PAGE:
Ever noticed that brouhaha laughs at itself?
It defines a social maelstrom, an uproar, a crisis of sorts.
You could say that is what has happened since Andy Stanley, senior pastor of North Point Community Church, mentioned a gay couple at our church.
Evidently, a man who was married to a woman decided he loved a man. Eventually, his wife also found a boyfriend. The gay couple wanted to volunteer at our church but, since the husband was still a husband, the answer was no. People engaged in extramarital affairs aren’t allowed to lead in family ministry at our church. So, instead, the husband and his boyfriend and the wife and her boyfriend all decided to attend our church with their children to worship together.
What a mess — but our church works very hard to be okay with messy, since most growth occurs there.
You might say it’s a church that unchurched people like to attend.
I mentioned a gay couple, didn’t I?
That means all bets are supposed to be off.
We certainly can’t allow them to come to church, can we?
I mean, we’re Christians.
This is where all theological debate begins. For those who believe that Jesus Christ is God, the son of God and also a holy spirit who resides within us once we’ve asked for that to happen, there is a certain Christian code we’ve agreed to accept.
There’s just one problem — or 80,000, in my case.
I don’t always interpret scripture — and, therefore, the code — the way that you interpret scripture or the way that my mother interprets scripture or the way that Andy Stanley interprets scripture.
In other words, I get to have a mind of my own.
Sometimes, that is not a blessing. I tend to make a mess of things. So I lean on the understanding of those who seem to make better decisions than I do in life — and have fewer consequences.
I want fewer consequences and I want to honor God.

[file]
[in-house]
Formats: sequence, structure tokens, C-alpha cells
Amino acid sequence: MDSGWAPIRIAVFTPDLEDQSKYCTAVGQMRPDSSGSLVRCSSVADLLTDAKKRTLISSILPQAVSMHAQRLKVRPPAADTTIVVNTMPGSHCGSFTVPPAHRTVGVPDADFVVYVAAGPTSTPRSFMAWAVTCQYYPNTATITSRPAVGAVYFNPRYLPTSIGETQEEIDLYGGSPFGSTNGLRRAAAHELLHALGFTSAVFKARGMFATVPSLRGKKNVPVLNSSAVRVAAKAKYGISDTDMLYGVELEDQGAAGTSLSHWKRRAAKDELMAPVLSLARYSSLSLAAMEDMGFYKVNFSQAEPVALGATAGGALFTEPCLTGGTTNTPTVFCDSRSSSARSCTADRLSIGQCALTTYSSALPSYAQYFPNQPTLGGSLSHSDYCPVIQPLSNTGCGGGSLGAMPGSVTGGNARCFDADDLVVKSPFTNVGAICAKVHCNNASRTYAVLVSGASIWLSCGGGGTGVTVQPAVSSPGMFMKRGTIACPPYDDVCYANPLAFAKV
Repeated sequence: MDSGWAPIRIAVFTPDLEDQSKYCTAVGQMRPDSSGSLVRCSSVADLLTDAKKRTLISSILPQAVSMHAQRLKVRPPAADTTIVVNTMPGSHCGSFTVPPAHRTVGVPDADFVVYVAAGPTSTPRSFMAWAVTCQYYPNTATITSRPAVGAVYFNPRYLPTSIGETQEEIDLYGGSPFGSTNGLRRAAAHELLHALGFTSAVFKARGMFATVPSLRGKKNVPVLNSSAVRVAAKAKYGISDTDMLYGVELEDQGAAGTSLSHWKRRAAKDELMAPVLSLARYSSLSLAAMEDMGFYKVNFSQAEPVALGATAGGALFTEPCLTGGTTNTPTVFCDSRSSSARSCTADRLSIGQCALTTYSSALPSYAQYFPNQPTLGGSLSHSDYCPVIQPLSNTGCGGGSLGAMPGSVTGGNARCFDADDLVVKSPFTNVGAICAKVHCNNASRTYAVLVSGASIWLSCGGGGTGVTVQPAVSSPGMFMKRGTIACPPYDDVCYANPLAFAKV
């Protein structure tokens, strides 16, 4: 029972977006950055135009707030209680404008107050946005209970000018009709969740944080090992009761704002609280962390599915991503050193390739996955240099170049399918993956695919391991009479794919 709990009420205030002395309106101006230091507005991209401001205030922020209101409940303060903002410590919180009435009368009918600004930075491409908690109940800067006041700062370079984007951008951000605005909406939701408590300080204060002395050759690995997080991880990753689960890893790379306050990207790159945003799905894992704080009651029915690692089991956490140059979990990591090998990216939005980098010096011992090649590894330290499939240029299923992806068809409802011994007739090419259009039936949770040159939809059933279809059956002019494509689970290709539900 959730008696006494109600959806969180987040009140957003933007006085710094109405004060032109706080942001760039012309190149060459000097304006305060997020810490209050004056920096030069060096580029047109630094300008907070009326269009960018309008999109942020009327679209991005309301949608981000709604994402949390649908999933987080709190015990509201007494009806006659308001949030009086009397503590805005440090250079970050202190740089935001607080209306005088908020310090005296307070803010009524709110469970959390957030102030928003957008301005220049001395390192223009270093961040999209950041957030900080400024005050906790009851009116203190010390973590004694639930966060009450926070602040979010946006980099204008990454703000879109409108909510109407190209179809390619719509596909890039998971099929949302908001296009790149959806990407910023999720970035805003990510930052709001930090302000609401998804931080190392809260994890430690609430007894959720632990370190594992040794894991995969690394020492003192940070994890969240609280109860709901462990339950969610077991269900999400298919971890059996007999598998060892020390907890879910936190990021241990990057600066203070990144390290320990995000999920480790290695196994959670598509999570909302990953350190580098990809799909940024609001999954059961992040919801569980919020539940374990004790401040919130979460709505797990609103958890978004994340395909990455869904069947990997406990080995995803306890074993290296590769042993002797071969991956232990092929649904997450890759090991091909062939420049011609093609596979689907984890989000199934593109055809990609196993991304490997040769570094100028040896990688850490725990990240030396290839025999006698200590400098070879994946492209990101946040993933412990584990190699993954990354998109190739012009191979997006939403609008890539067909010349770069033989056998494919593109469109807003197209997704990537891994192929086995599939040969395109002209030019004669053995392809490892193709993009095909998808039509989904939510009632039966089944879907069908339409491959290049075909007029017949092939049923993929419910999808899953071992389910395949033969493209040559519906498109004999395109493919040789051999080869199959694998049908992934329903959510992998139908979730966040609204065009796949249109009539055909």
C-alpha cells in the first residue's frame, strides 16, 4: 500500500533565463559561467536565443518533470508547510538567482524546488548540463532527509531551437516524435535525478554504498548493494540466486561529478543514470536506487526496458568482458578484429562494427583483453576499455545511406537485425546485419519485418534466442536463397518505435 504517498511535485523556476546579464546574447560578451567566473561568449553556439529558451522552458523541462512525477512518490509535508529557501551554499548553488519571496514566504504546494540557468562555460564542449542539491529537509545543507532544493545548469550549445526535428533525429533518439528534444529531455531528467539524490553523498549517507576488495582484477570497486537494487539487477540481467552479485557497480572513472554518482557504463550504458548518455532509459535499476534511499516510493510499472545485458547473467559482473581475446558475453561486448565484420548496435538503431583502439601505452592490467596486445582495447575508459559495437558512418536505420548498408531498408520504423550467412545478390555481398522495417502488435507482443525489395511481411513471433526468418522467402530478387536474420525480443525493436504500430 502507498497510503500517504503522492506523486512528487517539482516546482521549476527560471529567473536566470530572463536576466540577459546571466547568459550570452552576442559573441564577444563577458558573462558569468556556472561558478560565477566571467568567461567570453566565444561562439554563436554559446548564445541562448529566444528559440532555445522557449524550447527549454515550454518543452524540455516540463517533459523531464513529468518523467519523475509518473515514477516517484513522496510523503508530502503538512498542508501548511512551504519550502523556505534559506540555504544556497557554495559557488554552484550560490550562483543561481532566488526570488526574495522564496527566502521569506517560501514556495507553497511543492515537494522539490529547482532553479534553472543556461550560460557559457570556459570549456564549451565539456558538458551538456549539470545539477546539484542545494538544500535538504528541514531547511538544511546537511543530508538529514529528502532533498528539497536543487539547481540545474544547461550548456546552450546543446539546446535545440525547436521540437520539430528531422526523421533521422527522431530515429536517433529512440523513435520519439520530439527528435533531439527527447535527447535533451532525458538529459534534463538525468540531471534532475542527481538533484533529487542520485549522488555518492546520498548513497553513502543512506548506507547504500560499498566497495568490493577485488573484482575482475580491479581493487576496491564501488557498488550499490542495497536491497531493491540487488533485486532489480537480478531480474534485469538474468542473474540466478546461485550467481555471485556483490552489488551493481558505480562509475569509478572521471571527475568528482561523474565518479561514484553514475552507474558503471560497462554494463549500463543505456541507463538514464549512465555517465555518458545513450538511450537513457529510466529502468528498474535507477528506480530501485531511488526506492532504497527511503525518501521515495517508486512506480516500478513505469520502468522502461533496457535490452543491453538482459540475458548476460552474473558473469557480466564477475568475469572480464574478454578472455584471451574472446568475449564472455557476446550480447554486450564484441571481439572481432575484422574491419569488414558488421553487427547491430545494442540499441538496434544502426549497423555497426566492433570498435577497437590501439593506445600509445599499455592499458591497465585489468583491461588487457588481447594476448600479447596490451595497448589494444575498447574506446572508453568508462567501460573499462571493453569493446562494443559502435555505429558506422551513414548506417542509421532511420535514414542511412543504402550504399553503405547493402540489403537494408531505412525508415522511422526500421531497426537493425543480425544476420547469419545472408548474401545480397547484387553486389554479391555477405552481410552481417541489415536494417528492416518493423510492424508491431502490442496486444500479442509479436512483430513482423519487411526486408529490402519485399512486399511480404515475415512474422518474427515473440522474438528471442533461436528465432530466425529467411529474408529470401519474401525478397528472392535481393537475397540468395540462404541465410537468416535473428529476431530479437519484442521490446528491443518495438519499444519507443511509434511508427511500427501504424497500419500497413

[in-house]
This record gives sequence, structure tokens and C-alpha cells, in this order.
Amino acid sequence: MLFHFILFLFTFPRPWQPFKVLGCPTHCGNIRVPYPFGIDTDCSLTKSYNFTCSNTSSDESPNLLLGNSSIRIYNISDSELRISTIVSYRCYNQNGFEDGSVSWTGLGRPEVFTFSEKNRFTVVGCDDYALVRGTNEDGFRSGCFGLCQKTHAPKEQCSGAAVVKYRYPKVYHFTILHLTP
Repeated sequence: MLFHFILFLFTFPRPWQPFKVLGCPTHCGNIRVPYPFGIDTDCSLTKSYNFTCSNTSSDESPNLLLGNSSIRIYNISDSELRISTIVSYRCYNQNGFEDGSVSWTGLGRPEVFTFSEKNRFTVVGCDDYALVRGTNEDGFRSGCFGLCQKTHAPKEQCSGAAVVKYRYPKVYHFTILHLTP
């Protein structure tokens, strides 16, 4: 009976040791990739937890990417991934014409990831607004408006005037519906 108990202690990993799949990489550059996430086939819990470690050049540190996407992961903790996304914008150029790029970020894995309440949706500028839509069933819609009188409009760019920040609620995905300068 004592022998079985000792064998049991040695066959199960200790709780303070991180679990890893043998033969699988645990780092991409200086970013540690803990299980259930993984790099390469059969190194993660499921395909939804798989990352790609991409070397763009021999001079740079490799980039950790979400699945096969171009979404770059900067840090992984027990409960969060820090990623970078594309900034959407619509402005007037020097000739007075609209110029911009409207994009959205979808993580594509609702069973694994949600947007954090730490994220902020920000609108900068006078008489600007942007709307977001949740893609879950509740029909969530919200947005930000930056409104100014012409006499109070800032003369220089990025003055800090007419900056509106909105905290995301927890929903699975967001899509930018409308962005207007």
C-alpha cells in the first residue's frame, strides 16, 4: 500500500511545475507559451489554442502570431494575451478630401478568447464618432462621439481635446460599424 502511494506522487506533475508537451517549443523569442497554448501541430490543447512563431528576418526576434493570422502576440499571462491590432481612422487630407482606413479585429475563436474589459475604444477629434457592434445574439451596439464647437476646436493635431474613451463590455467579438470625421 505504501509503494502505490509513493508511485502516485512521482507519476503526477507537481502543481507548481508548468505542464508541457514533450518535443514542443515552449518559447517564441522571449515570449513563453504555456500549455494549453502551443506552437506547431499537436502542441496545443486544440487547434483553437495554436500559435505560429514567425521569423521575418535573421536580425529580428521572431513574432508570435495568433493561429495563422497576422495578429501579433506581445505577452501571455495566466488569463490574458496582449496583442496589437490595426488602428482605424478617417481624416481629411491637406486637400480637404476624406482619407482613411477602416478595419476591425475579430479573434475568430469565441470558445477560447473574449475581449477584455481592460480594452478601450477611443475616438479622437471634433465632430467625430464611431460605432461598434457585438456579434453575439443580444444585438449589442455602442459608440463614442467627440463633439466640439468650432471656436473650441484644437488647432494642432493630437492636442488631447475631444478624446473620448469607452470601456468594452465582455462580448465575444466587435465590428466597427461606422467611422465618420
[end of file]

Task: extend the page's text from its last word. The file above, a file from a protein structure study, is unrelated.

It’s just that what that looks like for me may be different than how it looks for you.
What is important to me is how it looks to God.
He has searched me and knows me. How I feel and what I believe cannot be hidden from him. Like the parent that he is, God looks at me with whole love, discipline, compassion, understanding and, miracle of all miracles — grace.
Maybe that’s because he knows I’m broken. I came into life that way. It is the legacy I was given and the legacy I have passed along.
I seek him, anyway.
I like that the same seems to be true for that family that includes the gay couple. They are broken… and they are seeking him.
And… I hope you can fight to understand this… they are welcome.
That was really the point, as I interpreted it, of Andy’s sermon series. Jesus gave us a secret ingredient to success in our pursuit to be Christ-like:
Love one another.
Love more than you judge. Love more than you reject. Love more than you despise. Love more than you fear. Love more than you demand.
Love more than you don’t.
There are those among us who are broken. Please, Lord, rip the stone from my hand because, if you don’t, I will fling it and damage what you meant to heal.